Giancola added that donors have recently come through to support students’ food and housing needs.

“We are fortunate to have donors who want students to be able to continue their education and not have to worry so much about financial stress,” he said. “To date, we have provided over $939,000 in grants from the Student Emergency Fund.”

Finding Financial Assistance for International Students

NC State administrators have also turned to other sources of funding to help international students who don’t qualify for most federal assistance like the CARES Act Higher Education Emergency Relief Fund. Steven Bergman, the director of sponsored student programs for the Office of Global Engagement, submitted applications to the Institute of International Education’s Emergency Student Fund (ESF), which provides aid to students affected by urgent crises to minimize the impact of challenges to a student’s ability to complete their course of study. So far, four NC State students have received grants of $2,500 each. And in order to qualify, the students had to first receive aid from their home institution.

“We relied on Pack Essentials as the primary entry point to find students, which provided us a list of students with exceptional need,” Bergman said. “In total, about 20 students were contacted or reached out to express interest.”

Concerns about Long-Term Impacts

Njathi was one of the students who received the funding from the ESF and was grateful for the additional assistance. Still, she and other international students have concerns about the long-term impacts of the global pandemic. Another graduate student who received ESF funding but wishes to remain anonymous is grappling with trying to make major decisions about whether to continue her studies or search for a job after graduation in this current economic climate.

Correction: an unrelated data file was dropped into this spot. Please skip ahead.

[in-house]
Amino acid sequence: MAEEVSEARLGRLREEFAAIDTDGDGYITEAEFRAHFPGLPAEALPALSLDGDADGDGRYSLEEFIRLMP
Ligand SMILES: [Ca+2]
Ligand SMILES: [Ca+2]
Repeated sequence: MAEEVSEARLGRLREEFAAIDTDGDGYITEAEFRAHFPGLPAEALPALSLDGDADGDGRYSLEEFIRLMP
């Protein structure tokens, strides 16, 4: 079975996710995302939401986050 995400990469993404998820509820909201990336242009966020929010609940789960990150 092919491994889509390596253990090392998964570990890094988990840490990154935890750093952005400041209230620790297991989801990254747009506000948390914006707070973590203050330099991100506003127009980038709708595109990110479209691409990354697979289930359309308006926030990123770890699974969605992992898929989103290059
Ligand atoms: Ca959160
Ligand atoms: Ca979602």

“Do I try to find a job here in the U.S. or go back to my home country? Will the situation be friendly for international students to find a job and have a legal status to work here in the US?” she wondered.

Njathi is trying to figure out how upcoming adjustments to the academic calendar affect her timeline to take her comprehensive exams, conduct fieldwork for her research, as well as write, defend and finish her dissertation. She’s also worried about possible budget cuts affecting funding for the GSSP and how to pay for student fees next year since she’s already using her savings to pay for living expenses and will likely not be able to find paid employment this summer. And, she’s wondering if the health insurance provided through the GSSP is enough to cover possible medical expenses if she or her son were to contract the coronavirus and have complications.

“2020 feels like one long night with an unending nightmare of uncertainties,” she added.